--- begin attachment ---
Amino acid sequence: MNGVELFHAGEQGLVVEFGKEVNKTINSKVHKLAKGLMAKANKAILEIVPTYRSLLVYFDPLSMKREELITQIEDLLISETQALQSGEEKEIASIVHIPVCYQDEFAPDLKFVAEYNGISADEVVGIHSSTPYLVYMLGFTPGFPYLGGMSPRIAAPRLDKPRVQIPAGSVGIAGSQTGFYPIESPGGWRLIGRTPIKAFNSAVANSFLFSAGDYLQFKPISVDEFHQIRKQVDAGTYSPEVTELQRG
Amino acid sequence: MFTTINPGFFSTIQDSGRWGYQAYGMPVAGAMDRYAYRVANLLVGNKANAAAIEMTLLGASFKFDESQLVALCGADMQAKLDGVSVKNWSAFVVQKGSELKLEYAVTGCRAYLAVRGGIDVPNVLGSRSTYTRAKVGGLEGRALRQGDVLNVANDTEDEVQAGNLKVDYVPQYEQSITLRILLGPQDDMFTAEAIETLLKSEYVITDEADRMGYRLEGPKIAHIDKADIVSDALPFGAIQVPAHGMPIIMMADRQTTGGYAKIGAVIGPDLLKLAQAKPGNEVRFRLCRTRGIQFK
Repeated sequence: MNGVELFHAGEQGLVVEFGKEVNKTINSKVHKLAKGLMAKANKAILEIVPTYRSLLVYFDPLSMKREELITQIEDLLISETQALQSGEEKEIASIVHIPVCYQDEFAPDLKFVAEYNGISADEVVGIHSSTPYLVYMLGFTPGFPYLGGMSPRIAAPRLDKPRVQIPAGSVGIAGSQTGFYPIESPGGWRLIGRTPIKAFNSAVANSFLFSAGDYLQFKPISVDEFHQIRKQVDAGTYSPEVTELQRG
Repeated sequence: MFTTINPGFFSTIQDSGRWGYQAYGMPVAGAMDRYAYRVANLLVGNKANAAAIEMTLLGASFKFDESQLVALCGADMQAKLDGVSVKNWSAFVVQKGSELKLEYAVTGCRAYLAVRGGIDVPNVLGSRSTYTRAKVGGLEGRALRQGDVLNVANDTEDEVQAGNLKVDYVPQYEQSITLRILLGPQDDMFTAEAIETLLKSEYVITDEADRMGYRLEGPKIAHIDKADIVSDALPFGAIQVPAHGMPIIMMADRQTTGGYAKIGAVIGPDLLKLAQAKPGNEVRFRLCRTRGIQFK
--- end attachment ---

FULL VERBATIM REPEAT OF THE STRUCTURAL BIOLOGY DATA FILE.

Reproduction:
Amino acid sequence: MNGVELFHAGEQGLVVEFGKEVNKTINSKVHKLAKGLMAKANKAILEIVPTYRSLLVYFDPLSMKREELITQIEDLLISETQALQSGEEKEIASIVHIPVCYQDEFAPDLKFVAEYNGISADEVVGIHSSTPYLVYMLGFTPGFPYLGGMSPRIAAPRLDKPRVQIPAGSVGIAGSQTGFYPIESPGGWRLIGRTPIKAFNSAVANSFLFSAGDYLQFKPISVDEFHQIRKQVDAGTYSPEVTELQRG
Amino acid sequence: MFTTINPGFFSTIQDSGRWGYQAYGMPVAGAMDRYAYRVANLLVGNKANAAAIEMTLLGASFKFDESQLVALCGADMQAKLDGVSVKNWSAFVVQKGSELKLEYAVTGCRAYLAVRGGIDVPNVLGSRSTYTRAKVGGLEGRALRQGDVLNVANDTEDEVQAGNLKVDYVPQYEQSITLRILLGPQDDMFTAEAIETLLKSEYVITDEADRMGYRLEGPKIAHIDKADIVSDALPFGAIQVPAHGMPIIMMADRQTTGGYAKIGAVIGPDLLKLAQAKPGNEVRFRLCRTRGIQFK
Repeated sequence: MNGVELFHAGEQGLVVEFGKEVNKTINSKVHKLAKGLMAKANKAILEIVPTYRSLLVYFDPLSMKREELITQIEDLLISETQALQSGEEKEIASIVHIPVCYQDEFAPDLKFVAEYNGISADEVVGIHSSTPYLVYMLGFTPGFPYLGGMSPRIAAPRLDKPRVQIPAGSVGIAGSQTGFYPIESPGGWRLIGRTPIKAFNSAVANSFLFSAGDYLQFKPISVDEFHQIRKQVDAGTYSPEVTELQRG
Repeated sequence: MFTTINPGFFSTIQDSGRWGYQAYGMPVAGAMDRYAYRVANLLVGNKANAAAIEMTLLGASFKFDESQLVALCGADMQAKLDGVSVKNWSAFVVQKGSELKLEYAVTGCRAYLAVRGGIDVPNVLGSRSTYTRAKVGGLEGRALRQGDVLNVANDTEDEVQAGNLKVDYVPQYEQSITLRILLGPQDDMFTAEAIETLLKSEYVITDEADRMGYRLEGPKIAHIDKADIVSDALPFGAIQVPAHGMPIIMMADRQTTGGYAKIGAVIGPDLLKLAQAKPGNEVRFRLCRTRGIQFK